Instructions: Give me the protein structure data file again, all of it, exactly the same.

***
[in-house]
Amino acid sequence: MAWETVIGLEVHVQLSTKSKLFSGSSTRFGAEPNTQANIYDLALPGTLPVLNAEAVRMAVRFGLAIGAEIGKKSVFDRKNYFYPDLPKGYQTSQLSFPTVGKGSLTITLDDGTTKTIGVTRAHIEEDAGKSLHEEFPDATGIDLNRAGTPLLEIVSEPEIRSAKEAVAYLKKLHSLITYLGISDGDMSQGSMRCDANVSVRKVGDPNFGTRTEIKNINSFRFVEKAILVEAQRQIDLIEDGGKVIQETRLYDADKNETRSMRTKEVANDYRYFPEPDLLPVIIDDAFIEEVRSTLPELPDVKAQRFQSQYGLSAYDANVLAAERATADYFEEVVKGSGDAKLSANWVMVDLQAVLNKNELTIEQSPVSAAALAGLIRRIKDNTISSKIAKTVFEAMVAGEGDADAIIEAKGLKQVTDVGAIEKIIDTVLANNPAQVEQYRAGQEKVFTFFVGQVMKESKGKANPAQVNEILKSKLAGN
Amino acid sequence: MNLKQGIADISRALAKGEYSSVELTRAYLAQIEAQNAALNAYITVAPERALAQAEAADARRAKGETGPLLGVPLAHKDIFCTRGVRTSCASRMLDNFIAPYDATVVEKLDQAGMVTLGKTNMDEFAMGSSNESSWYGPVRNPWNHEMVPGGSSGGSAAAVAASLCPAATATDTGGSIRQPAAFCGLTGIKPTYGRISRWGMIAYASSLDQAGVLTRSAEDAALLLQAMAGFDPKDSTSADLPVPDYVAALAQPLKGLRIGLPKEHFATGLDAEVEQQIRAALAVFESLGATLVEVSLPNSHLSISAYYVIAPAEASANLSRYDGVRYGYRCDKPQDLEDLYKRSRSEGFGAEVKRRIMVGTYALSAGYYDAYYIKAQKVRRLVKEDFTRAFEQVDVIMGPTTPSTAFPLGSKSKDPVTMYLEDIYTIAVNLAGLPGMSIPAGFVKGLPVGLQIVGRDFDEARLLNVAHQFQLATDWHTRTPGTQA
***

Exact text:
[in-house]
Amino acid sequence: MAWETVIGLEVHVQLSTKSKLFSGSSTRFGAEPNTQANIYDLALPGTLPVLNAEAVRMAVRFGLAIGAEIGKKSVFDRKNYFYPDLPKGYQTSQLSFPTVGKGSLTITLDDGTTKTIGVTRAHIEEDAGKSLHEEFPDATGIDLNRAGTPLLEIVSEPEIRSAKEAVAYLKKLHSLITYLGISDGDMSQGSMRCDANVSVRKVGDPNFGTRTEIKNINSFRFVEKAILVEAQRQIDLIEDGGKVIQETRLYDADKNETRSMRTKEVANDYRYFPEPDLLPVIIDDAFIEEVRSTLPELPDVKAQRFQSQYGLSAYDANVLAAERATADYFEEVVKGSGDAKLSANWVMVDLQAVLNKNELTIEQSPVSAAALAGLIRRIKDNTISSKIAKTVFEAMVAGEGDADAIIEAKGLKQVTDVGAIEKIIDTVLANNPAQVEQYRAGQEKVFTFFVGQVMKESKGKANPAQVNEILKSKLAGN
Amino acid sequence: MNLKQGIADISRALAKGEYSSVELTRAYLAQIEAQNAALNAYITVAPERALAQAEAADARRAKGETGPLLGVPLAHKDIFCTRGVRTSCASRMLDNFIAPYDATVVEKLDQAGMVTLGKTNMDEFAMGSSNESSWYGPVRNPWNHEMVPGGSSGGSAAAVAASLCPAATATDTGGSIRQPAAFCGLTGIKPTYGRISRWGMIAYASSLDQAGVLTRSAEDAALLLQAMAGFDPKDSTSADLPVPDYVAALAQPLKGLRIGLPKEHFATGLDAEVEQQIRAALAVFESLGATLVEVSLPNSHLSISAYYVIAPAEASANLSRYDGVRYGYRCDKPQDLEDLYKRSRSEGFGAEVKRRIMVGTYALSAGYYDAYYIKAQKVRRLVKEDFTRAFEQVDVIMGPTTPSTAFPLGSKSKDPVTMYLEDIYTIAVNLAGLPGMSIPAGFVKGLPVGLQIVGRDFDEARLLNVAHQFQLATDWHTRTPGTQA